"Scarcely any political question arises in the United States that is not resolved, sooner or later, into a judicial question." —Alexis de Tocqueville, Democracy in America (1835)
"The Federal Government does not have the power to order people to buy health insurance. Section 5000A would therefore be unconstitutional if read as a command. The Federal Government does have the power to impose a tax on those without health insurance. Section 5000A is therefore constitutional, because it can reasonably be read as a tax." —Chief Justice John Roberts, National Federation of Independent Business v. Sebelius (June 28, 2012).
This is the 25th in a series of WorkCite articles concerning the Patient Protection and Affordable Care Act and its companion statute, the Health Care and Education Reconciliation Act of 2010 (collectively, PPACA).
In lawsuits brought by 26 state attorneys general, two private citizens and the National Federation of Independent Business, the U.S. Supreme Court ruled yesterday, in a 5–4 decision written by Chief Justice Roberts, that the individual mandate of PPACA is within Congress's power under the Taxing Clause of the Constitution. National Federation of Independent Business v. Sebelius (June 28, 2012). Justices Breyer, Ginsburg, Kagan and Sotomayor joined in this part of the Court's ruling.
A majority of the Supreme Court (Roberts, Scalia, Alito, Thomas and Kennedy) concluded that Congress lacked authority to impose PPACA's individual mandate under the Commerce Clause. Nonetheless, Chief Justice Roberts joined with the four other justices to hold that PPACA's "penalty" on individuals who fail to purchase health insurance could be viewed as a "tax" authorized by the Constitution.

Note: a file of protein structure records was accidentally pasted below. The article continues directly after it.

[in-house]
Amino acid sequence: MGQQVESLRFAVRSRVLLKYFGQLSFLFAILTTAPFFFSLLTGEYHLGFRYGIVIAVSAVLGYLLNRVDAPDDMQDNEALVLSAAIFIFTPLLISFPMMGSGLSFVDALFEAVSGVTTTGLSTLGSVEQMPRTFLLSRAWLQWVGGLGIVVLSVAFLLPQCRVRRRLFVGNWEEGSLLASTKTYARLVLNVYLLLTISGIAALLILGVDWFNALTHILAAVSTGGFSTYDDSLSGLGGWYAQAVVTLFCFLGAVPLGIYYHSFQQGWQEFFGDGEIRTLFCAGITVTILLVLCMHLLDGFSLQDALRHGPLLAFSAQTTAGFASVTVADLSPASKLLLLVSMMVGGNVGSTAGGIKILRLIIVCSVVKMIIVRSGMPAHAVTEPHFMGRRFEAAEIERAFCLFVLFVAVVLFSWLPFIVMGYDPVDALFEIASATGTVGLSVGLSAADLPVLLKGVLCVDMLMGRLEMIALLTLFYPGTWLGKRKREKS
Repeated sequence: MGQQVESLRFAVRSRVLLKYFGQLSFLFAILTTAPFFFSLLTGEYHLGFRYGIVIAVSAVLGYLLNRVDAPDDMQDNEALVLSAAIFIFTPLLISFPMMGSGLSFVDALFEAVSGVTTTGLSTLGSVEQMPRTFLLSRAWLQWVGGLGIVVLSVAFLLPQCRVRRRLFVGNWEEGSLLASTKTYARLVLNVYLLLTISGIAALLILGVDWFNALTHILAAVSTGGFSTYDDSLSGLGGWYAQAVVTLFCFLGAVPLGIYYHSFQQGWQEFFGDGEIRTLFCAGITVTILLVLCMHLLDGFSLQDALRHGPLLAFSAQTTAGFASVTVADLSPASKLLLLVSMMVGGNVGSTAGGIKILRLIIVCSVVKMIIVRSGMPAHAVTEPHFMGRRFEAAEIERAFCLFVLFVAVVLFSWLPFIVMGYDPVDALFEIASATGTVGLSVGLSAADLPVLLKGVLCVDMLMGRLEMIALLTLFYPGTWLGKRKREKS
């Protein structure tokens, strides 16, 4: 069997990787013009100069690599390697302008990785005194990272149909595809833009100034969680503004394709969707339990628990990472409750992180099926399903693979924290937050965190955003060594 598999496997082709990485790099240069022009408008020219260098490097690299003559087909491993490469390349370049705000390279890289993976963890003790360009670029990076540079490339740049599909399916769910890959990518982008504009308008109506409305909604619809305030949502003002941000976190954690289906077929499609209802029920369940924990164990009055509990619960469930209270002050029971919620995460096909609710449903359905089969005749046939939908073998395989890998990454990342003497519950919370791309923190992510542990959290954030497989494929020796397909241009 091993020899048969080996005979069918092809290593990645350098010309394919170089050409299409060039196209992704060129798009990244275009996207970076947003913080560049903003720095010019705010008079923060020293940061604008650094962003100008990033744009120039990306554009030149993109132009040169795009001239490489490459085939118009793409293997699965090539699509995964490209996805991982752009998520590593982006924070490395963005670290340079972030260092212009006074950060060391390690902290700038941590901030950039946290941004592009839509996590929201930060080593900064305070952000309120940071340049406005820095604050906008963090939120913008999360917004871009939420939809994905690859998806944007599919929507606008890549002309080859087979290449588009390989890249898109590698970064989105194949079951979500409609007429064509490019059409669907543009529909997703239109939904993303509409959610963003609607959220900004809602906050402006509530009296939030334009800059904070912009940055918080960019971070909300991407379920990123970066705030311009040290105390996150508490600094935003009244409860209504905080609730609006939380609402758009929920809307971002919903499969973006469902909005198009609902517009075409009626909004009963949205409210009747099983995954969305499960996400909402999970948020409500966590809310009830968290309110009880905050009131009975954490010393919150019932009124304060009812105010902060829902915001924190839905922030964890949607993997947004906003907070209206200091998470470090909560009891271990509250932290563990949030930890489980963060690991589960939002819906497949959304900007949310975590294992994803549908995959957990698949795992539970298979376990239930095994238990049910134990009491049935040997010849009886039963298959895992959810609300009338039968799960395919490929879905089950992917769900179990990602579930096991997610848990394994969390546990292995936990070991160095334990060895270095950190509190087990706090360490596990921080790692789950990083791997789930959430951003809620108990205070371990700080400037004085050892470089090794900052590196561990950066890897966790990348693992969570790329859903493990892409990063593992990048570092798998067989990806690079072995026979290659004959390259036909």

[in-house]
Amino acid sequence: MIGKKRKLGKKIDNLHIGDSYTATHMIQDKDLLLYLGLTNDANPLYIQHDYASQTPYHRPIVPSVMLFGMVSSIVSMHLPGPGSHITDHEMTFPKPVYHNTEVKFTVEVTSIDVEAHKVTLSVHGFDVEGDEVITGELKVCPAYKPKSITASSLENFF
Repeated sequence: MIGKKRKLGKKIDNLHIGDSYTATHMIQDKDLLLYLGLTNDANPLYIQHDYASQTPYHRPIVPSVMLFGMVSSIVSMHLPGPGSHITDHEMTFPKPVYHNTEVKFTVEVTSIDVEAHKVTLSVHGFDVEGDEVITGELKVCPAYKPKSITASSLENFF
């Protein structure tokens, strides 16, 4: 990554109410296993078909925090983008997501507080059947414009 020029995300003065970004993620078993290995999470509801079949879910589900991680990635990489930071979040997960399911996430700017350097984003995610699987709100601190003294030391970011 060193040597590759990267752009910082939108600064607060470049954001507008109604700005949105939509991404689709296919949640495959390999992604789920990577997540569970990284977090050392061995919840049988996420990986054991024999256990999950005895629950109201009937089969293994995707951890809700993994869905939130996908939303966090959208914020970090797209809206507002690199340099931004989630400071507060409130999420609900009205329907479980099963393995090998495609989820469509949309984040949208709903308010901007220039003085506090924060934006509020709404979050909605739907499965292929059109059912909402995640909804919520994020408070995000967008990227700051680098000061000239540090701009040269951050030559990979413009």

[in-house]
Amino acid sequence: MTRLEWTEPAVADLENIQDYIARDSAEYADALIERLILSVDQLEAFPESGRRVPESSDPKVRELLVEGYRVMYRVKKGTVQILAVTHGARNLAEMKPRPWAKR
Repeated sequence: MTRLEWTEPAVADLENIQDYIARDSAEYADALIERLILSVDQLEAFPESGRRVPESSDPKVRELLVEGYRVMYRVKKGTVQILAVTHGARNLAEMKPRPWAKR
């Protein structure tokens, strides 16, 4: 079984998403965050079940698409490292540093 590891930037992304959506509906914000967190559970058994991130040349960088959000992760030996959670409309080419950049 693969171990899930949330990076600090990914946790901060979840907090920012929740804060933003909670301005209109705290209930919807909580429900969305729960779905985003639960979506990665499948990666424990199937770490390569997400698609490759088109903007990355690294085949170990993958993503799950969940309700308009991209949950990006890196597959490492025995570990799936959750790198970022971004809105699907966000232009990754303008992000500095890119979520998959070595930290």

A majority of the Supreme Court also concluded that PPACA's expansion of Medicaid was constitutional so long as states are not denied existing federal funding if they fail to comply with the Medicaid expansion provisions under PPACA.
Individual Mandate Upheld as a Tax
Constitutional questions posed by PPACA arose even before the act was passed in March 2010. The first drafts of the legislation contained a tax on individuals who failed to purchase health insurance, based on Congress's broad authority under Article I, Section 8 of the Constitution to "lay and collect taxes." When sufficient votes could not be found for this tax, Congress instead enforced the individual mandate with a "penalty," relying upon its authority to "regulate Commerce among...